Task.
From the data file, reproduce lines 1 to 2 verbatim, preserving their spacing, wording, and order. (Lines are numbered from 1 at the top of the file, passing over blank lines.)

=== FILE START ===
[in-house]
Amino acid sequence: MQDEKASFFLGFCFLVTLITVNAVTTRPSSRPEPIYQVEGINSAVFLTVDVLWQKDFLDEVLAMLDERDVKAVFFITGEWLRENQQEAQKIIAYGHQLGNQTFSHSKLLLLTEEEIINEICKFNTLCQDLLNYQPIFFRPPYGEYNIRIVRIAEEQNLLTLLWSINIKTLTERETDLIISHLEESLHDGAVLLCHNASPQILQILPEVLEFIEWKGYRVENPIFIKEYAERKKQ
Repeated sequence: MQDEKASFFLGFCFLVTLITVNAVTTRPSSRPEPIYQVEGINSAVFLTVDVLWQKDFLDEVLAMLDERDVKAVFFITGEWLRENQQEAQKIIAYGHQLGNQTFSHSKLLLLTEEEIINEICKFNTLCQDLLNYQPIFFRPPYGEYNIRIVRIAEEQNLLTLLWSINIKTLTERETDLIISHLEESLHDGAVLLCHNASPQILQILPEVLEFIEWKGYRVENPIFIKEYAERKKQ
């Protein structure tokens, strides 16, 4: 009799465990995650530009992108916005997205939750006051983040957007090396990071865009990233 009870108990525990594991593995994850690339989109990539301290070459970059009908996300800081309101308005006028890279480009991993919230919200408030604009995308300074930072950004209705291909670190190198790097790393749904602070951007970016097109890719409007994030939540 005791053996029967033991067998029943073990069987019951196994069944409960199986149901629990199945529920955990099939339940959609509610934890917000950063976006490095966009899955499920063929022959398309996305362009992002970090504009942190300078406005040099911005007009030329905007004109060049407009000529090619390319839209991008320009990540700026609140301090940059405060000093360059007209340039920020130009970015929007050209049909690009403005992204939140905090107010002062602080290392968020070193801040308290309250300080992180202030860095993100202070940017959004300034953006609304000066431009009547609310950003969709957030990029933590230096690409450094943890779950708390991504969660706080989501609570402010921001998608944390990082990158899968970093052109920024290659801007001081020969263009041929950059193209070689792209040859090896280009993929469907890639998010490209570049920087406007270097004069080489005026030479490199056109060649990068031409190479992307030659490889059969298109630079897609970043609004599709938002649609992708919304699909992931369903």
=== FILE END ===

[in-house]
Amino acid sequence: MQDEKASFFLGFCFLVTLITVNAVTTRPSSRPEPIYQVEGINSAVFLTVDVLWQKDFLDEVLAMLDERDVKAVFFITGEWLRENQQEAQKIIAYGHQLGNQTFSHSKLLLLTEEEIINEICKFNTLCQDLLNYQPIFFRPPYGEYNIRIVRIAEEQNLLTLLWSINIKTLTERETDLIISHLEESLHDGAVLLCHNASPQILQILPEVLEFIEWKGYRVENPIFIKEYAERKKQ